North Korean Tanker Suspected of Identity Spoofing to Evade Sanctions

North Korean oil tanker caught disguising itself as scrapped vessel to evade sanctions, highlighting Pyongyang's deceptive tactics to continue illicit activities.

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North Korean Tanker Suspected of Identity Spoofing to Evade Sanctions

North Korean Tanker Suspected of Identity Spoofing to Evade Sanctions

A sanctioned North Korean oil tanker has been spotted posing as a scrapped freighter in what experts believe may be an attempt to evade international sanctions and continue illicit activities. The tanker, named Saebyol, was previously sanctioned by the United Nations for its involvement in illegal ship-to-ship transfers of refined petroleum products.

Recent satellite imagery shows the Saebyol disguising itself as a different vessel, the Xin Guang Hua, which was reportedly scrapped in 2020. This suggests the tanker may be engaging in an identity spoofing scheme to assume a new identity and avoid detection.

Why this matters: This incident highlights the ongoing efforts by North Korea to circumvent international sanctions through deceptive tactics like identity spoofing. It underscores the challenges in enforcing sanctions and preventing illicit activities that support North Korea's nuclear program.

Experts say this could be part of a larger effort by North Korea to evade sanctions through identity-spoofing tactics. The country has a history of using deceptive methods to continue its illicit activities, such as ship-to-ship transfers of oil and other goods.

The article also mentions other recent developments related to North Korea, including the approval for the World Health Organization and UNICEF to send disaster and vaccine aid to the country. Additionally, an American cryptocurrency researcher who was sentenced for assisting North Korea is requesting to be resentenced following the amendment of guidelines, which could lead to an earlier release from prison.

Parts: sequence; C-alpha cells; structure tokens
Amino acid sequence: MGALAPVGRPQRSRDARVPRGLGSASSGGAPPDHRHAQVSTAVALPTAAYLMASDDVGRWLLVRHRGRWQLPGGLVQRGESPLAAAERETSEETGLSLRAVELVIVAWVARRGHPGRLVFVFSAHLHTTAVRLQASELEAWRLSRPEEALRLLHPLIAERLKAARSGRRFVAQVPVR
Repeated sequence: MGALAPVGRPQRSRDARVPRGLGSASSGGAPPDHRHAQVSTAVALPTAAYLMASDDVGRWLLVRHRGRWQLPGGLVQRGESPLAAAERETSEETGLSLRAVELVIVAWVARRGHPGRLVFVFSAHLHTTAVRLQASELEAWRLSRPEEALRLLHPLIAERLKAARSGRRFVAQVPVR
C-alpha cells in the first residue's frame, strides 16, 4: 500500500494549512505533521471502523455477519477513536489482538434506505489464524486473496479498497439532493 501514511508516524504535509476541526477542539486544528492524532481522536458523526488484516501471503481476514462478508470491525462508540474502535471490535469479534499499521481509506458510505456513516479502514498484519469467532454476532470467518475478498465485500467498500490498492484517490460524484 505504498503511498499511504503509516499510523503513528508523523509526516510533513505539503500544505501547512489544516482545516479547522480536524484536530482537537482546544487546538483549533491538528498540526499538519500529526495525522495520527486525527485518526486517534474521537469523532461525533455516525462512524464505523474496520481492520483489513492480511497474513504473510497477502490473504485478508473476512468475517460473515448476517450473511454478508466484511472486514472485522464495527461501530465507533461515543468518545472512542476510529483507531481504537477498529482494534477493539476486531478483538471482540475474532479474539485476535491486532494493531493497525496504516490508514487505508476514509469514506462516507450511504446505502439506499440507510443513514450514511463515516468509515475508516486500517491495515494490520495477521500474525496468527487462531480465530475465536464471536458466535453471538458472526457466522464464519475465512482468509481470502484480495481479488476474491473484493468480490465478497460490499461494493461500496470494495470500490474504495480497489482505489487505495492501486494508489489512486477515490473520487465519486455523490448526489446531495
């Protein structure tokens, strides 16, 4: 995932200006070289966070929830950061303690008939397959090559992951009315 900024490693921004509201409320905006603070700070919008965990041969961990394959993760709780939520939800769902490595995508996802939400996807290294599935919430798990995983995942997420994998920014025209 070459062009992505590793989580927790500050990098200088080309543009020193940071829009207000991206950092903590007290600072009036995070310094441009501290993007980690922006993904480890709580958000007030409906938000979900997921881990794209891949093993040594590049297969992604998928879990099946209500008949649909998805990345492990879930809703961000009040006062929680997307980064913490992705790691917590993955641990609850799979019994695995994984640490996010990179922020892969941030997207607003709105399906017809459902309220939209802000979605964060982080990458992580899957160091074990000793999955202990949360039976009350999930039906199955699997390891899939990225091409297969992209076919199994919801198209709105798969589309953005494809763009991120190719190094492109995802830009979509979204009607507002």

The incident with the Saebyol is not an isolated case. The article notes that another sanctioned North Korean tanker, the Nam Dae Bong, has been broadcasting from locations thousands of miles away, possibly in an attempt to conceal illicit activity.

The international community continues to grapple with North Korea's sanctions evasion tactics. Fifty-five countries have reported to the United Nations that North Korea illegally imported oil at least 87 times last year, while China and Russia dispute the claims. Allies are seeking to crack down on sanctions evasion supporting North Korea's nuclear program amid dysfunction in the UN sanctions regime.

Key Takeaways

  • North Korean oil tanker Saebyol disguised as scrapped freighter to evade sanctions
  • Experts believe this is part of North Korea's efforts to circumvent sanctions via identity spoofing
  • Another sanctioned tanker, Nam Dae Bong, broadcast from distant locations to conceal illicit activity
  • North Korea illegally imported oil at least 87 times in 2022, per UN reports
  • Allies seek to crack down on sanctions evasion supporting North Korea's nuclear program